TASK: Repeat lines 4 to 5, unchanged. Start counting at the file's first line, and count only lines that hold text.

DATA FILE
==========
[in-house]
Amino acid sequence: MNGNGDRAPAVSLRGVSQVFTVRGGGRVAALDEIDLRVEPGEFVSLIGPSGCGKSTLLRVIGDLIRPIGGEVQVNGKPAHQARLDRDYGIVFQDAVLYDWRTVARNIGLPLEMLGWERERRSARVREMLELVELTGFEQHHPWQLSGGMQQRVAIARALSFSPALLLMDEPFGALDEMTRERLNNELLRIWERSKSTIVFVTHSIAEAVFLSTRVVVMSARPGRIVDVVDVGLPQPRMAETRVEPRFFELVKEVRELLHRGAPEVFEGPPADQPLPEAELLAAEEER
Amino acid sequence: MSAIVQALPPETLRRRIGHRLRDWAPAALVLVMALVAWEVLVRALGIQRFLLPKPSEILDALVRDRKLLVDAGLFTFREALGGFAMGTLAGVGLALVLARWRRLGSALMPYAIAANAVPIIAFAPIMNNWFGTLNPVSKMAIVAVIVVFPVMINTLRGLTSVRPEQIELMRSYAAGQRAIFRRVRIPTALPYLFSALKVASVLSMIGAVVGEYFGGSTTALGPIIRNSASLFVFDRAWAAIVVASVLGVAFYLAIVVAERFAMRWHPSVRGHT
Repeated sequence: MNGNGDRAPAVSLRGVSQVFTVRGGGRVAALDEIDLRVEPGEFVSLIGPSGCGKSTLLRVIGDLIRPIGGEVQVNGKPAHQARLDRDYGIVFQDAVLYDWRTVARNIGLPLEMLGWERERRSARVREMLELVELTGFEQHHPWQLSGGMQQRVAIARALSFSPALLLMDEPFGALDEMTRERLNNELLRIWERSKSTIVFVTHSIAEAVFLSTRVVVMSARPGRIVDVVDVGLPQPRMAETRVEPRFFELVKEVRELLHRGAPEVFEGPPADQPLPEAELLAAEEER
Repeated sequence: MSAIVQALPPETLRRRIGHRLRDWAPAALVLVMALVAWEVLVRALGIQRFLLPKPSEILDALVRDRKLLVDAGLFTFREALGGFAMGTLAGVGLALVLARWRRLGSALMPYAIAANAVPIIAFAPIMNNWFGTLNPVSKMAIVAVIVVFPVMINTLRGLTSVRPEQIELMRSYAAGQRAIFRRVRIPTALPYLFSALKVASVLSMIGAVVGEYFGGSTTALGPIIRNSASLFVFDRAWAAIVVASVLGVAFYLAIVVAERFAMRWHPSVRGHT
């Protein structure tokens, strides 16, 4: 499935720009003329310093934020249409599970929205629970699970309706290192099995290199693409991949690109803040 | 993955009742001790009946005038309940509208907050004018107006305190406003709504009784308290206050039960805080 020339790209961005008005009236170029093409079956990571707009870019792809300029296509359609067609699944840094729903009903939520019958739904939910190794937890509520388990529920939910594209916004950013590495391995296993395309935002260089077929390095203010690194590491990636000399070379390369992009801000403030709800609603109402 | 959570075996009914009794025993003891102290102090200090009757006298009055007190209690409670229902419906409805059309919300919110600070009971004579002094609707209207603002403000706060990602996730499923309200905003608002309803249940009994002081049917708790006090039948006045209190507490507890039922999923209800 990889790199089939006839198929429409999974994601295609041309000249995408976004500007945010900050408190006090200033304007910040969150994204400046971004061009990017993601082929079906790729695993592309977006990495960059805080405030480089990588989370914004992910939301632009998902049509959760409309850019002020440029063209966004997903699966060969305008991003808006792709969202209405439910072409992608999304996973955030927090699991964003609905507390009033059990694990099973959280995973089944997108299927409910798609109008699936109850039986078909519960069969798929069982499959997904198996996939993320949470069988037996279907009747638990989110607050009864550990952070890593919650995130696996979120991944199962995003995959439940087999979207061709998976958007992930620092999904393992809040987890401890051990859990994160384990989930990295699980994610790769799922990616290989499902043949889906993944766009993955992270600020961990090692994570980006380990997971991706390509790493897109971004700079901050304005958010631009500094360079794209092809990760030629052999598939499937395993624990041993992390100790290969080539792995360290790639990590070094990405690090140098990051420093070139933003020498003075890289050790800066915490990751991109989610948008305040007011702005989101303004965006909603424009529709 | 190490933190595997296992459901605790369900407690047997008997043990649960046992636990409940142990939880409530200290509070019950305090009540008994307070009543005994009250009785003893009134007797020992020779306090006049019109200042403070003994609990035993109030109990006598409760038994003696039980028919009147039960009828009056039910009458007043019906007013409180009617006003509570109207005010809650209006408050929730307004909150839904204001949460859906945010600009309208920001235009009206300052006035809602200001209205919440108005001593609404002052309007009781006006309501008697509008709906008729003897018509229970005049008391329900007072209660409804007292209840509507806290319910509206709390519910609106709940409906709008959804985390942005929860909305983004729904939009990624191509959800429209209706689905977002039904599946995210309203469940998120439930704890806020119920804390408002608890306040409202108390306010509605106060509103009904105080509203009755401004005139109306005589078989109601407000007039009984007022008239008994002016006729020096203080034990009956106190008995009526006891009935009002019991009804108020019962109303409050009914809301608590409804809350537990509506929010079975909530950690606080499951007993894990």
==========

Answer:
Repeated sequence: MNGNGDRAPAVSLRGVSQVFTVRGGGRVAALDEIDLRVEPGEFVSLIGPSGCGKSTLLRVIGDLIRPIGGEVQVNGKPAHQARLDRDYGIVFQDAVLYDWRTVARNIGLPLEMLGWERERRSARVREMLELVELTGFEQHHPWQLSGGMQQRVAIARALSFSPALLLMDEPFGALDEMTRERLNNELLRIWERSKSTIVFVTHSIAEAVFLSTRVVVMSARPGRIVDVVDVGLPQPRMAETRVEPRFFELVKEVRELLHRGAPEVFEGPPADQPLPEAELLAAEEER
Repeated sequence: MSAIVQALPPETLRRRIGHRLRDWAPAALVLVMALVAWEVLVRALGIQRFLLPKPSEILDALVRDRKLLVDAGLFTFREALGGFAMGTLAGVGLALVLARWRRLGSALMPYAIAANAVPIIAFAPIMNNWFGTLNPVSKMAIVAVIVVFPVMINTLRGLTSVRPEQIELMRSYAAGQRAIFRRVRIPTALPYLFSALKVASVLSMIGAVVGEYFGGSTTALGPIIRNSASLFVFDRAWAAIVVASVLGVAFYLAIVVAERFAMRWHPSVRGHT